Every year across Scotland, a handful of young men fulfill their boyhood dreams when they sign full-time for a football club. Here at YFS we're putting the spotlight on the new kids on the block who've just made the grade from youth academy level to the professional game, as they make the next step in their promising careers. Here, focus is on Hamilton Academical.
Alan Hansen once famously said “you can’t win anything with kids” but the management staff at Hamilton must have not watched Match of the Day that week because for years now they have prided themselves on a strong ethos of youth development. Hamilton finished 53rd, two places above FC Barcelona, in Europe for percentage of minutes played by home-grown players last season and were the only UK team in the top 100 clubs. A fantastic honour which when paired with the fact that they are entering their fourth consecutive season in the top flight of Scottish football, just shows the true extent of the success of their youth academy in recent years.
Some youth academy graduates have also gone on to taste remarkable success down south in recent years, James McArthur and James McCarthy being notable mentions with their moves to Wigan in 2009/10 going on to win an FA Cup final just three years later, but also Stephen Hendrie who signed for West Ham United in 2014 and midfielder Daniel Armstrong who transferred to Wolves in 2015.
This conveyer belt of gifted Scottish players doesn’t seem to be stopping either as we look at the next vein of players signing their first professional contracts at the Superseal Stadium.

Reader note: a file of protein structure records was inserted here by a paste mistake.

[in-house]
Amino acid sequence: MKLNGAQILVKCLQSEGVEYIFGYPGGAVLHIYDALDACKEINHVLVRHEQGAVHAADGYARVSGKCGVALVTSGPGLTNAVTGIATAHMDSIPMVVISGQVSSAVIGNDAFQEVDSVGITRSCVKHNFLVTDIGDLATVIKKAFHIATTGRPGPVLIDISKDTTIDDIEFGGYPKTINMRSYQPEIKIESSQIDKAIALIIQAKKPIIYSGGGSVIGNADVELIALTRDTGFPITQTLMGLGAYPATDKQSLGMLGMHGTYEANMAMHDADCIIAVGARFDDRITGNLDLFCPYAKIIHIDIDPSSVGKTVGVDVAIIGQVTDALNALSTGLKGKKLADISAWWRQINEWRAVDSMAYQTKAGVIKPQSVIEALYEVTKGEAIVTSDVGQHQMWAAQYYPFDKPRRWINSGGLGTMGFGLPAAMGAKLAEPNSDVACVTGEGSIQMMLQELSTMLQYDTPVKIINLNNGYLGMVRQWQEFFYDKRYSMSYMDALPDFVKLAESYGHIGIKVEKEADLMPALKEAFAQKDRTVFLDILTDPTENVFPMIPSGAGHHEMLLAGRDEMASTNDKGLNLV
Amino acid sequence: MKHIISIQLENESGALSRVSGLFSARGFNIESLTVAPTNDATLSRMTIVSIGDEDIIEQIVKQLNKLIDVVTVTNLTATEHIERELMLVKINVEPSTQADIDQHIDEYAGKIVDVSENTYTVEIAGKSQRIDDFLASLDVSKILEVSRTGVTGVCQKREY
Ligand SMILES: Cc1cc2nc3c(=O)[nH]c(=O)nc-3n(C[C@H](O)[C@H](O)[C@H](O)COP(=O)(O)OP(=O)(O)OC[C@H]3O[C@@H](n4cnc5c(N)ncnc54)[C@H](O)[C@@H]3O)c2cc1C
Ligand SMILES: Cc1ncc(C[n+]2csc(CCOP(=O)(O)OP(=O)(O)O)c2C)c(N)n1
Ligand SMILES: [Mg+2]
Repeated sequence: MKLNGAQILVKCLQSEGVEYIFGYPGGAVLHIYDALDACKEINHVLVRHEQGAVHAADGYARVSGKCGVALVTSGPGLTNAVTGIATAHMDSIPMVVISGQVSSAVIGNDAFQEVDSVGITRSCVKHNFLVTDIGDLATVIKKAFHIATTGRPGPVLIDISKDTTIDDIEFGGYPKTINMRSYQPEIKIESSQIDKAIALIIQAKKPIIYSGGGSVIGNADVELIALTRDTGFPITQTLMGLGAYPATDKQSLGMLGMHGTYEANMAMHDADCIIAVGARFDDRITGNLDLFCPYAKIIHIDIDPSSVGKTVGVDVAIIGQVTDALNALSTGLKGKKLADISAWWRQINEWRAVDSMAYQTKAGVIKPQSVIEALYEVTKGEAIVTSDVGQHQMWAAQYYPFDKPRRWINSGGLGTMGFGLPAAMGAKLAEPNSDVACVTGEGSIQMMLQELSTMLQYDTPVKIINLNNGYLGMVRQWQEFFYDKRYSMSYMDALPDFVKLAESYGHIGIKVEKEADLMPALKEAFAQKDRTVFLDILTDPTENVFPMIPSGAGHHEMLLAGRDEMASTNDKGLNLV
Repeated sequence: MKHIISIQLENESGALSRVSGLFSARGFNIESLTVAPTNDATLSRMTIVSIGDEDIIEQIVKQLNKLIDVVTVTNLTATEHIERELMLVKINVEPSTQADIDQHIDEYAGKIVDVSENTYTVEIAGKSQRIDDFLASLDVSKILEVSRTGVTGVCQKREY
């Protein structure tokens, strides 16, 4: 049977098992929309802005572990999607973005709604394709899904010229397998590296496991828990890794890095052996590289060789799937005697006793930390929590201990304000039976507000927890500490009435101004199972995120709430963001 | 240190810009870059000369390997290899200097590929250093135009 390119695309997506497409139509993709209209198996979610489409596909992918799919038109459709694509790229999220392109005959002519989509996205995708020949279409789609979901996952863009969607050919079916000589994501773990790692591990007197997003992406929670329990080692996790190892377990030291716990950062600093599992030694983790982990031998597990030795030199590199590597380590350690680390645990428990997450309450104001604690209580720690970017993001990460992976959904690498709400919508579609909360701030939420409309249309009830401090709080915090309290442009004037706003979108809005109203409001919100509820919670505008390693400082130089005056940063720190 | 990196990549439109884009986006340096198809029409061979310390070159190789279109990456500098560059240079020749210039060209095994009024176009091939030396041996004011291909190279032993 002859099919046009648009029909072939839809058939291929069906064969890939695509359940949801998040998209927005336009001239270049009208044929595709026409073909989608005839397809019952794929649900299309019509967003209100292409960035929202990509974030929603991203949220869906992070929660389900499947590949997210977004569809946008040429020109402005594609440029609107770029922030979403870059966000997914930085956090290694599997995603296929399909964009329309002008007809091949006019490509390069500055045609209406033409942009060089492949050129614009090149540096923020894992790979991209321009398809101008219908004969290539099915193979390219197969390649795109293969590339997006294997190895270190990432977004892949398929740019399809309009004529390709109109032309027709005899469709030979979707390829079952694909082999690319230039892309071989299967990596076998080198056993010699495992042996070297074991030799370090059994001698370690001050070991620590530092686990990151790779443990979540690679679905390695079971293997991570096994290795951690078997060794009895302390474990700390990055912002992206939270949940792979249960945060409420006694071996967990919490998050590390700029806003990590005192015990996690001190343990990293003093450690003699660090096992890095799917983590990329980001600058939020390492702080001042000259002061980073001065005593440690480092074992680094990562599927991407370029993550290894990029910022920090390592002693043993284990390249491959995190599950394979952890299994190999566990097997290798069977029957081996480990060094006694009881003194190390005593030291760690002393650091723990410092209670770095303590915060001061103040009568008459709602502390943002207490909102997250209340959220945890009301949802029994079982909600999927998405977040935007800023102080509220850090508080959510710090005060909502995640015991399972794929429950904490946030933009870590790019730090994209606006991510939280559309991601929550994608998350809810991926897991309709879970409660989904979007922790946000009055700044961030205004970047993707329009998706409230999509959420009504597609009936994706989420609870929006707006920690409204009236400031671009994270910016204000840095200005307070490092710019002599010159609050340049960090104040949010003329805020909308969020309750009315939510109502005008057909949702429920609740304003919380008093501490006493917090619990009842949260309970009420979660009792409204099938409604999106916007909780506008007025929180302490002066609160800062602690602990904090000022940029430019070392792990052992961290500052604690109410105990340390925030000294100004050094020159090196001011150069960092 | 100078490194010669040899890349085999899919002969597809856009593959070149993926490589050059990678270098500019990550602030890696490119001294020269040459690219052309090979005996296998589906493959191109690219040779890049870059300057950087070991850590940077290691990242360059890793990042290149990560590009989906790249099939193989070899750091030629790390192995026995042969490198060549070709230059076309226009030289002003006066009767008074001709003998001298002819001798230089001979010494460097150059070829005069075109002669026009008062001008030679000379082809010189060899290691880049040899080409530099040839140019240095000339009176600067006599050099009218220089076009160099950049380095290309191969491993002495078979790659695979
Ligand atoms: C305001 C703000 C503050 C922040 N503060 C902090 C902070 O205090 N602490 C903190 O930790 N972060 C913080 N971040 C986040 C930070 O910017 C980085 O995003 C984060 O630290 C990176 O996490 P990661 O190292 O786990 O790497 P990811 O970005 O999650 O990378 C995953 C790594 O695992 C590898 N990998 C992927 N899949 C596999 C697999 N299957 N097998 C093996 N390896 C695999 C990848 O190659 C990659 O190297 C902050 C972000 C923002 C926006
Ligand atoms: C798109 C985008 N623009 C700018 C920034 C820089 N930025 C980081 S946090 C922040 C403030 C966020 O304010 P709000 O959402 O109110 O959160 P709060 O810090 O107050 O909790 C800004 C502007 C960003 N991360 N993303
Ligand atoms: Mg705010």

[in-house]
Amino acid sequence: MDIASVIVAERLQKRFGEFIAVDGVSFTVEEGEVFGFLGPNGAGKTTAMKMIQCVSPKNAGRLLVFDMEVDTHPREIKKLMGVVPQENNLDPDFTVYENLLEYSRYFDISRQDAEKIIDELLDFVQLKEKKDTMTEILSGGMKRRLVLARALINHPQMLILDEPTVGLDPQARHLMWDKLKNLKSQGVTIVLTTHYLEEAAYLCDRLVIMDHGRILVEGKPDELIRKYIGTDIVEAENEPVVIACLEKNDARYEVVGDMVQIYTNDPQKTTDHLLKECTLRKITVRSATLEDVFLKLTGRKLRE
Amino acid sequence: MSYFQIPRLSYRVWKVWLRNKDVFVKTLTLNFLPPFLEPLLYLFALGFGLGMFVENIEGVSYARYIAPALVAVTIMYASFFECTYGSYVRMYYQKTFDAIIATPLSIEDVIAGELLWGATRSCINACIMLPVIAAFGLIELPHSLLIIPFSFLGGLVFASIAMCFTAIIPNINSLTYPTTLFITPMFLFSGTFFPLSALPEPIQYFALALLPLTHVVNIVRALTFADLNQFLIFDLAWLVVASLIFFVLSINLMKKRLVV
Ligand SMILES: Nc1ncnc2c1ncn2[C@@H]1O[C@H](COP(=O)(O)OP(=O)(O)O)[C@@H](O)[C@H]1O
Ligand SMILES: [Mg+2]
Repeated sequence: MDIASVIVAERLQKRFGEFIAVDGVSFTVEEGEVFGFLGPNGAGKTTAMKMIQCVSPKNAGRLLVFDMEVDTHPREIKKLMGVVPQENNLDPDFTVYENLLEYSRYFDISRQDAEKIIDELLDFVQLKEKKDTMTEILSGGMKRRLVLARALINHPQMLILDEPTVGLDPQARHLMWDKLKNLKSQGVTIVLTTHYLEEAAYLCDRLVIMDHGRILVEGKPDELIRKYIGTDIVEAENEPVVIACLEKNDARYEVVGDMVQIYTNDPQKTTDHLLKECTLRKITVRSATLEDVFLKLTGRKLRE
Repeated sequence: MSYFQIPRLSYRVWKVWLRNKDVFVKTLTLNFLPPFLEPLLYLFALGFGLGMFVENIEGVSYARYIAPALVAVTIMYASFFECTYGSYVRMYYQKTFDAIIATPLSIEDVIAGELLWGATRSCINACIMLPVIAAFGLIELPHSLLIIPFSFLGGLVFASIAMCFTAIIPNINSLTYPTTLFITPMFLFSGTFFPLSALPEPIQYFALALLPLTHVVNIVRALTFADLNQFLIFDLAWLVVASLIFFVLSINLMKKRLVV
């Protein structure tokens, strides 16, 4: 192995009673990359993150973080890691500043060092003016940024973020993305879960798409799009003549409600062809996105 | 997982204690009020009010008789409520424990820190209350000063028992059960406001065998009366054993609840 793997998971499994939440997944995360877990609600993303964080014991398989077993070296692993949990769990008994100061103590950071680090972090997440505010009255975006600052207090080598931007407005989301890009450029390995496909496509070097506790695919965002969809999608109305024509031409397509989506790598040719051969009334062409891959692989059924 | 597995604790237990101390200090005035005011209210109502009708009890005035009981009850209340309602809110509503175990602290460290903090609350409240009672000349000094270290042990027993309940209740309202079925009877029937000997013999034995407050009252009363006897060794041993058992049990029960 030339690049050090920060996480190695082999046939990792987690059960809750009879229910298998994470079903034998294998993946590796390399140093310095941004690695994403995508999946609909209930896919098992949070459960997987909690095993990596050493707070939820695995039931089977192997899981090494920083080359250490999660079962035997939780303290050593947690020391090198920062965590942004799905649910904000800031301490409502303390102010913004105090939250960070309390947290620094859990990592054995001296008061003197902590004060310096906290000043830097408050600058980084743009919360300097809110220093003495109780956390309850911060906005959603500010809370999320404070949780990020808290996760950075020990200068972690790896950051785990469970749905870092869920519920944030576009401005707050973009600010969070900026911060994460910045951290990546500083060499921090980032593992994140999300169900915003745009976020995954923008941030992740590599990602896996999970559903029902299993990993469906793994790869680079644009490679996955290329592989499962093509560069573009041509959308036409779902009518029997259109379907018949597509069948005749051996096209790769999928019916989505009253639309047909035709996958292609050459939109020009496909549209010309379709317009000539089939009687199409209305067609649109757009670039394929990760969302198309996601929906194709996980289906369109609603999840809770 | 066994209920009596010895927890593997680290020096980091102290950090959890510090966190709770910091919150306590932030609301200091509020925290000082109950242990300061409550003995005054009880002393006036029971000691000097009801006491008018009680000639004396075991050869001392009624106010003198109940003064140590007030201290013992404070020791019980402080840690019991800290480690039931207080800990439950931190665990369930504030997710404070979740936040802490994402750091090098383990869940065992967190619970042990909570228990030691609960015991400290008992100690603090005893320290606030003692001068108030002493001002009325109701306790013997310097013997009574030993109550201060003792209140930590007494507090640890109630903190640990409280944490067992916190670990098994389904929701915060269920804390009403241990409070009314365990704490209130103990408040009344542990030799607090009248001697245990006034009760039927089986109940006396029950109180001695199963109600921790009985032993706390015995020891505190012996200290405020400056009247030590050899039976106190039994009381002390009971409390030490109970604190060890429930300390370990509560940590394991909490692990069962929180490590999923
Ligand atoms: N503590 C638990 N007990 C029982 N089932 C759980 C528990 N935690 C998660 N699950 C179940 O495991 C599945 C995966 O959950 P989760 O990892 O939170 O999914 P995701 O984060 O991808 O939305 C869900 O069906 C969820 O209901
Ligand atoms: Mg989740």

Goalkeeper Connelly alternated most of the Under 17 season last year with Kieran McDougall as both gave many memorable performances to repeatedly knock each other out of the starting 11. Connelly helped Hamilton to a fourth place finish in the league and a sizeable goal difference of +46 but he really showed his talents when the team travelled to Normandy in June to play in the ESMGO International Under 17s Tournament. The competition featured other reputable youth teams such as Charlton Athletic who have produced Chris Powell and Danny Murphy in the past and Dinamo Moscow whose youth graduates include Russian internationals Pavel Pogrebnyak and Aleksei Ionov.
Hamilton went on to win the competition for the second time in a row, with Connelly in the squad both times but he was given more of a chance to shine this year as his opposite number Jon McCracken had moved to Norwich, therefore giving the number 1 shirt to Connelly. Hamilton only conceded three goals as Connelly and his defenders were awarded the trophy for Best Defence.
Ross Connelly was also chosen to represent the Scottish Schools FA Under 18 team in April still aged 16 where he kept a clean sheet to help Scotland to their first victory in the Centenary Shield competition over Northern Ireland since 1986.
This amalgamation of great performances in the league, international competitions and being chosen for the Schoolboys national side resulted in him being offered a full-time professional contract with Hamilton where he’ll train and play in the Under 20s team with a view to eventually make his first team debut. And that opportunity could come earlier than expected as many players have made their debuts at 17 like James McArthur, James McCarthy came into the team at 15 and Mark Hill, who later moved to Celtic, sat on the substitutes bench as young as 13, so Connelly should know that he has a great chance of breaking into the first team as long as he keeps up the hard work he has committed to in his career so far.